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Cosmic mudball meteorite smells like Brussels sprouts, finds new home in museum



It looks like a block of mud and smells (some say) on spicy vegetables. Nevertheless, the latest addition to the Chicago Museum of Natural History’s collection is a marvelous thing – a visitor from all over space who fell to Earth earlier this year as a meteorite.

This piece of the so-called cosmic sludge meteorite – called Aguas Zarcas, for the Costa Rica area where it landed – weighs about 4 pounds. (1.8 pounds). Unlike many rocky or metallic meteorites, it has a characteristic aroma that is a bit like boiled mussel sprouts, said representatives of the Field Museum in a statement.

This smell comes from organic compounds such as amino acids. A few billion years ago, nasty meteorites like this were probably what shone the Earth building blocks for life, and Field Museum scientists will study stinky space rock to find clues about the materials that have shaped our solar system, the statement said.

Related: Space-y stories: 5 strangest meteorites

Aguas Zarcas fell to Earth on April 23, blazing the sky above Costa Rica's Alajuela province like a spectacular fireball, The Meteorite Society reported, The meteorite crumbled as it entered; one quick piece weighing about 41 ounces (1,162 grams) was broken into the house, and another fragment weighing about 10 ounces (280 g) hit the dog's house, the report said.

About 50,000 meteorites have been discovered on Earth. Of that number, 99.8% come from asteroids; and the rest of the rocks were blown off Mars and our moon by meteor collisions, NASA saysThere are three main types of meteorites: either they are mostly iron, they are mostly rocky or they are a mixture of rock and metal in almost equal amounts, according to NASA.

Ground ball is a type of rocky meteorite known as carbonate chondrite; they account for only about 4% of all meteorites that reach the Earth, said Philipp Heck, associate curator for meteoritics and polar studies, Robert A. Pritzker at the Field Museum. They are an unusually rare type, because in most parents asteroids, intense warming over time changes the chemistry of asteroids and destroys amino acids, Heck said in an email to Live Science.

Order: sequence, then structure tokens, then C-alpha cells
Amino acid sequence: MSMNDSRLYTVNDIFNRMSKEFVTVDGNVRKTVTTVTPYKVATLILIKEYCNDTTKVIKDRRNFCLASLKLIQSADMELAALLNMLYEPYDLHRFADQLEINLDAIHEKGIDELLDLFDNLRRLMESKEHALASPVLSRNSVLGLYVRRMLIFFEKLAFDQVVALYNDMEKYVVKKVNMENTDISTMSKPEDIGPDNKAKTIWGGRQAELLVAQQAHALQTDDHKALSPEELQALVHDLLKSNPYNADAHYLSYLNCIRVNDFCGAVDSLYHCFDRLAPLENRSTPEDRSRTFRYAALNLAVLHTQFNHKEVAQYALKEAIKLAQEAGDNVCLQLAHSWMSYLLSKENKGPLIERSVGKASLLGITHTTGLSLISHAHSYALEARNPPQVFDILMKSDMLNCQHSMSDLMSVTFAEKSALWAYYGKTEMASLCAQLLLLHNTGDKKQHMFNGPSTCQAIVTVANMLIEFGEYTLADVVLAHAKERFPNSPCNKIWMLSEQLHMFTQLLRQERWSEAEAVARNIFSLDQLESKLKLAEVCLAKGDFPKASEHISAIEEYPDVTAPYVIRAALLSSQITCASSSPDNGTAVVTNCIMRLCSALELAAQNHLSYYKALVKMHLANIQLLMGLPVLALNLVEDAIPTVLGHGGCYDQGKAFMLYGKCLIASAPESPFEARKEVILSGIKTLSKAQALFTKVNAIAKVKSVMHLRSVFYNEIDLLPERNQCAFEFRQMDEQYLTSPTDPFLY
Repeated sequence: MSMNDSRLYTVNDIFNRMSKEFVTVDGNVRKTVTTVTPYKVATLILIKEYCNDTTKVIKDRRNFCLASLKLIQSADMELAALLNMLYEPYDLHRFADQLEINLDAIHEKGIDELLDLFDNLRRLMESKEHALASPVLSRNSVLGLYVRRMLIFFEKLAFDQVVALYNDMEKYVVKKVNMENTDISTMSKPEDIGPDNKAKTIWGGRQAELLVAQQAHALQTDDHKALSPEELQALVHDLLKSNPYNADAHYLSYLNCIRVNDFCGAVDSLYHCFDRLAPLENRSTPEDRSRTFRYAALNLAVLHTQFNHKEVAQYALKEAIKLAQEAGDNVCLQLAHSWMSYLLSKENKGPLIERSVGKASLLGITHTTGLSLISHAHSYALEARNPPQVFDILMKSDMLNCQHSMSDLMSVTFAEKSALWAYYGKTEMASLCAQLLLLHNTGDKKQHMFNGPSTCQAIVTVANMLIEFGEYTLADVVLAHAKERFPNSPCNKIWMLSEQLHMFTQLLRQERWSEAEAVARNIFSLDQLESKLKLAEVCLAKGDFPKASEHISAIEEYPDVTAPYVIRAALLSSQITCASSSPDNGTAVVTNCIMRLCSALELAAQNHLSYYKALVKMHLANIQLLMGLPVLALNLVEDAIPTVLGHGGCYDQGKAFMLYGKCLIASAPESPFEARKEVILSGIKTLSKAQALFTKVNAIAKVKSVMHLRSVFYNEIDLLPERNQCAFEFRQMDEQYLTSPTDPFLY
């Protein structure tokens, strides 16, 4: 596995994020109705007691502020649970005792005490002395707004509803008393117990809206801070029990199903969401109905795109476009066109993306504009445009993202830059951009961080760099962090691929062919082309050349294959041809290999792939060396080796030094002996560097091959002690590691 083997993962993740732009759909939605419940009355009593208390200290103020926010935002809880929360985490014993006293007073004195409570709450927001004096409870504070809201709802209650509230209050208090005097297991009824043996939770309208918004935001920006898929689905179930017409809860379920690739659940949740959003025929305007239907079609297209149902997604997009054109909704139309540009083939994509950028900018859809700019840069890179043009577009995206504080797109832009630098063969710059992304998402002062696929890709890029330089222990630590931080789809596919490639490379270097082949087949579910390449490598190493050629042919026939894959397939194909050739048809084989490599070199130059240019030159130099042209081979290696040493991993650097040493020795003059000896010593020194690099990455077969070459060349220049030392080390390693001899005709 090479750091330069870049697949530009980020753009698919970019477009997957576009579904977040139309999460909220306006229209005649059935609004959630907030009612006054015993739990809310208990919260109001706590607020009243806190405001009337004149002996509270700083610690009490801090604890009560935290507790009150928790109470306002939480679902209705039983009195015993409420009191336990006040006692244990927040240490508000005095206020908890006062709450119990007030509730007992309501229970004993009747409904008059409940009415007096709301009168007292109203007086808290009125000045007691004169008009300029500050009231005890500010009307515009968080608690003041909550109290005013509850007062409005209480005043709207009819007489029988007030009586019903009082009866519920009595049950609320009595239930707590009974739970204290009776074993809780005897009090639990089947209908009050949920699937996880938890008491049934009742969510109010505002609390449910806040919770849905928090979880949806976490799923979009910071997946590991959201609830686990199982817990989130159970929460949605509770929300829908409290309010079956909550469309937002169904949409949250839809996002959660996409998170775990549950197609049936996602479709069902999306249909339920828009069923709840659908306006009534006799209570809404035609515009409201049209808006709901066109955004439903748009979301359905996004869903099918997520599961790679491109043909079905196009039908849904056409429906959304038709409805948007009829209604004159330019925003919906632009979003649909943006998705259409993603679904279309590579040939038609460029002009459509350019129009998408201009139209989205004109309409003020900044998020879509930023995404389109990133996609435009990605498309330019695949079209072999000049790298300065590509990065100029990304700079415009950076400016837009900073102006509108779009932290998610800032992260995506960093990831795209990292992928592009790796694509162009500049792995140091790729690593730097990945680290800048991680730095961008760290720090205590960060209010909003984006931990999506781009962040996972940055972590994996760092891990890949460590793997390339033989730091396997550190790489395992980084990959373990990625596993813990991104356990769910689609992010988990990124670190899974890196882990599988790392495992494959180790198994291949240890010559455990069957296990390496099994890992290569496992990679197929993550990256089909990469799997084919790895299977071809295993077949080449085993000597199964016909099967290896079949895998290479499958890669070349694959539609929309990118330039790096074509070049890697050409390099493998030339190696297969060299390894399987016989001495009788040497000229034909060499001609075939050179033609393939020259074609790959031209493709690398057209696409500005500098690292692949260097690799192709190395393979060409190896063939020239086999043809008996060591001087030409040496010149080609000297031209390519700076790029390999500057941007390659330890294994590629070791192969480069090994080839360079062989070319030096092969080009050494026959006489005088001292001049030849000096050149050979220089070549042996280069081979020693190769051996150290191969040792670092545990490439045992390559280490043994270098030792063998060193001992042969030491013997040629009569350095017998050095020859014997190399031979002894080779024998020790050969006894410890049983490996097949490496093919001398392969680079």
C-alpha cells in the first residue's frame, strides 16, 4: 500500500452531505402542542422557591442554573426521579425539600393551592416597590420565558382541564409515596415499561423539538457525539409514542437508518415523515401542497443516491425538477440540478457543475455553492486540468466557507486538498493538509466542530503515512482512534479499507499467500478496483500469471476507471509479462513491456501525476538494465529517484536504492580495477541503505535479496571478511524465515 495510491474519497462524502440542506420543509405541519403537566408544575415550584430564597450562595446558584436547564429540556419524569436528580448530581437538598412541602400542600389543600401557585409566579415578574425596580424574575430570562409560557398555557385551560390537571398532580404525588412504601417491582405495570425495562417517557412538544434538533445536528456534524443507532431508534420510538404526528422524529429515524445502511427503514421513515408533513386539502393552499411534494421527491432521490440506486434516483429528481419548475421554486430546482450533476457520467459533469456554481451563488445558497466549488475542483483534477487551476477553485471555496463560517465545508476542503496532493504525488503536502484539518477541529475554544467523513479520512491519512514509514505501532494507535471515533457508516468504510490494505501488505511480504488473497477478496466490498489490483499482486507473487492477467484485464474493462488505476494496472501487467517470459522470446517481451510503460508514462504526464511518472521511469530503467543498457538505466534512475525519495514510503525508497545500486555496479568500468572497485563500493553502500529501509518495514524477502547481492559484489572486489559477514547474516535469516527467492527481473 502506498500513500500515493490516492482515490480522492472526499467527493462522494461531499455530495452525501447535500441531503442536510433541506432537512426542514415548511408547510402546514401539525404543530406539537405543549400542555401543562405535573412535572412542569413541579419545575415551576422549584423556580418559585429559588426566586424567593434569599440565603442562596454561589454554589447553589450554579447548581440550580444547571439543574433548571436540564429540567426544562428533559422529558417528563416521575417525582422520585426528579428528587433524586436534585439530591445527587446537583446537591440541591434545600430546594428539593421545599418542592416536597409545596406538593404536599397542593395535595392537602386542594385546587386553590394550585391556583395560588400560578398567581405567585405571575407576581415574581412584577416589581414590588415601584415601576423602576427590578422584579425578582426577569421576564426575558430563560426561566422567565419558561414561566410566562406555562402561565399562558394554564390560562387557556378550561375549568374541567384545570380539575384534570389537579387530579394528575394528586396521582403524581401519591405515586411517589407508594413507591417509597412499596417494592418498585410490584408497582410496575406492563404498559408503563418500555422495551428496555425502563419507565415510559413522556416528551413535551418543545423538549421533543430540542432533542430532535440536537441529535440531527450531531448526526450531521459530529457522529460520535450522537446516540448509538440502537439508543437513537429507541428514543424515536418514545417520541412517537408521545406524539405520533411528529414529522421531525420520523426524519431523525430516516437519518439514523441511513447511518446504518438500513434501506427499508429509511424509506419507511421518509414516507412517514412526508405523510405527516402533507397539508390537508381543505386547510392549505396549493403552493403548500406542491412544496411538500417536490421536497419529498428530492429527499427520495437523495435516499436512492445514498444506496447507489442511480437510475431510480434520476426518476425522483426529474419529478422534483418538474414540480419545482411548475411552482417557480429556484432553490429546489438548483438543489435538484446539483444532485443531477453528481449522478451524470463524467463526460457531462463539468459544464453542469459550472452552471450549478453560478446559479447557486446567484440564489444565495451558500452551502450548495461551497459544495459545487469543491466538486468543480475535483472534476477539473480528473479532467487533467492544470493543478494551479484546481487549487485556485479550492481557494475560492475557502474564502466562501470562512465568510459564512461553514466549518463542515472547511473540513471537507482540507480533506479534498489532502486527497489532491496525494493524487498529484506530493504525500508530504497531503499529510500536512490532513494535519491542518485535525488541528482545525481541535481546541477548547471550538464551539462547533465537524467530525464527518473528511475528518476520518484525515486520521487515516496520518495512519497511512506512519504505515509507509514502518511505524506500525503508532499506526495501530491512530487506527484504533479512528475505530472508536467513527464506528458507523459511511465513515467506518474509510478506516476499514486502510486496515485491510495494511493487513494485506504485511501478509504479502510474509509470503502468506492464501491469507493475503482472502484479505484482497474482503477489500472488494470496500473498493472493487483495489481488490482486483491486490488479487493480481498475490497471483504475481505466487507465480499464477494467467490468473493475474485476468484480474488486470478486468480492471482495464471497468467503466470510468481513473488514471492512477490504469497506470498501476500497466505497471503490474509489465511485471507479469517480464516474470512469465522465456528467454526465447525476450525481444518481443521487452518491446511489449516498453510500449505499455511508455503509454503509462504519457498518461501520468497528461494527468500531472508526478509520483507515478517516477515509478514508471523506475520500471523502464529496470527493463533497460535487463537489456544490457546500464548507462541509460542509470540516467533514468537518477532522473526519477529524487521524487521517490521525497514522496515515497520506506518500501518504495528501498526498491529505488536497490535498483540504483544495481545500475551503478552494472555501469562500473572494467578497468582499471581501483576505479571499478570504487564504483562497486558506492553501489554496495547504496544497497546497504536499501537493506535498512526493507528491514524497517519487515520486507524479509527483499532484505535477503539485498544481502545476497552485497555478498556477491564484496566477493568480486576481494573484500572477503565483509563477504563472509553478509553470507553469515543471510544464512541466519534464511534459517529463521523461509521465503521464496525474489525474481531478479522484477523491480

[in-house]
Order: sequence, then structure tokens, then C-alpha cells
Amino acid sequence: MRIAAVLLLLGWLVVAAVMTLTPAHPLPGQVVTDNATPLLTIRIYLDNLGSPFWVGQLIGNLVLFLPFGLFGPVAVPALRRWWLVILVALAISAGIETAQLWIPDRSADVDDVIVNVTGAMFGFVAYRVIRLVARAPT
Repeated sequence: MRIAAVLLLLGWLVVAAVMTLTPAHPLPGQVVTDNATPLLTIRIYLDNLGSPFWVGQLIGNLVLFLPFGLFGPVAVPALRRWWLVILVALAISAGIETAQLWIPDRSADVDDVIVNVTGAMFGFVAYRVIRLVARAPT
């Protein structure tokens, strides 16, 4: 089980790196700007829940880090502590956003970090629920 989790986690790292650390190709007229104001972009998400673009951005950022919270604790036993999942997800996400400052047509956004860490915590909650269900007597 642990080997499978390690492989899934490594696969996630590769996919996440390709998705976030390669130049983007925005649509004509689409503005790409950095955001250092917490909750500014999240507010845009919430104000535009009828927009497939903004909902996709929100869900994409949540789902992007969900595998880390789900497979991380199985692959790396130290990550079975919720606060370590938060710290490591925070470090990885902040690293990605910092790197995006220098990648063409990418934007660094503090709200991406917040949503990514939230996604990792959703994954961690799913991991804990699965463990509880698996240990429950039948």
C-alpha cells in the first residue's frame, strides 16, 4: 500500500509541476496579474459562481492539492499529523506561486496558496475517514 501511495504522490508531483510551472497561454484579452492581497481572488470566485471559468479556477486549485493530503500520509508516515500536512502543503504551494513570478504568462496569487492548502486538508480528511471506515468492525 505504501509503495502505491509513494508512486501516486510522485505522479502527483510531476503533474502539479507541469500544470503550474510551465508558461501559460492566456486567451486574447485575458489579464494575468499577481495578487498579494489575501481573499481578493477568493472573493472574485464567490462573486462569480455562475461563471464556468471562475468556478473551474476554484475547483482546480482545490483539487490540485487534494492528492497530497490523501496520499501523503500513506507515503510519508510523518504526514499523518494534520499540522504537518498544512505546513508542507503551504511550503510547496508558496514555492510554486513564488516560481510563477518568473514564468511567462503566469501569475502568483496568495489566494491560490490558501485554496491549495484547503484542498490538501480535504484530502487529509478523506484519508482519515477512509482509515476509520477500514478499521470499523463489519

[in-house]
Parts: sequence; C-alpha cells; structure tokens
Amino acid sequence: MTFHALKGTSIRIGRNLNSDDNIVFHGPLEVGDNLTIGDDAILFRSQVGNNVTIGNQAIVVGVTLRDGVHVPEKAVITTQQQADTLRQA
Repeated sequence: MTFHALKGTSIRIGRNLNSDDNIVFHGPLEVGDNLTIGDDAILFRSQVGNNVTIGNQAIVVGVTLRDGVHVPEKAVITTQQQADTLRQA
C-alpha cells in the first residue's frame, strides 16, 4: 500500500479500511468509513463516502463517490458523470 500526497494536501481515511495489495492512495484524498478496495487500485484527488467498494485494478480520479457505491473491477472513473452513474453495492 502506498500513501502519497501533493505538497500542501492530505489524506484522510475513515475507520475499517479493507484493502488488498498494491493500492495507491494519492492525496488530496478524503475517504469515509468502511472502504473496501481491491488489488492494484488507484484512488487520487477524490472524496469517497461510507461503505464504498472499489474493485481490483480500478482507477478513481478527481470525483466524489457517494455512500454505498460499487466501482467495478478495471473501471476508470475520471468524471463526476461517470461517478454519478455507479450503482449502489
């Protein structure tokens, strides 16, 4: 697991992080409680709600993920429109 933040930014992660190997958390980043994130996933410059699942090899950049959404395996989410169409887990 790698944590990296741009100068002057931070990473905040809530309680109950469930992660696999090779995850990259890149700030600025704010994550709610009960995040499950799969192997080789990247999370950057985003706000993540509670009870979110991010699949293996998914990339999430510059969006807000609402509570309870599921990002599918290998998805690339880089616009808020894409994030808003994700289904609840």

Although many carbon chondrite meteorites contain organic compounds, many of them become contaminated with terrestrial amino acids after collide with EarthHeck said.

The three men admire the meteorite, recently added to the Chicago Field Museum of Natural History.

(Credit Image: Copyright Field Museum, Photo by John Weinstein)

What gives the smell of mud to its mud after the Brussels sprout? "odor organically volatile compounds leaving the meteorite, "Heck explained." Different meteorites have different volatile supplies, mainly because they were "cooked" to varying degrees in different amounts of time on their parent asteroids. Because of this, they smell differently. "

The other carbon chondrite meteorite, perhaps the best studied in the world, is the Murchison meteorite, which is also in the Museum of the Field collection. This space rock fell in 1969 and has a "tar-like smell," Heck said. "Aguas Zarcas smells sweeter to me."

However, while tangling space rock can smell it, geologists never taste it (yes, geologists sometimes test their test items as a diagnostic test).

"Most geologists learn to lick their rocks. I learned that in basic geology classes at the university. However, we refrain from licking meteorites," Heck said in an email.

"First, because we don't want to contaminate them. Second, because we don't want to expose them to running water, which degrades them, especially to metal and water-soluble minerals and organs. And third, because some meteorites contain harmful materials when eaten," he explained.

Originally Posted on Live Science.

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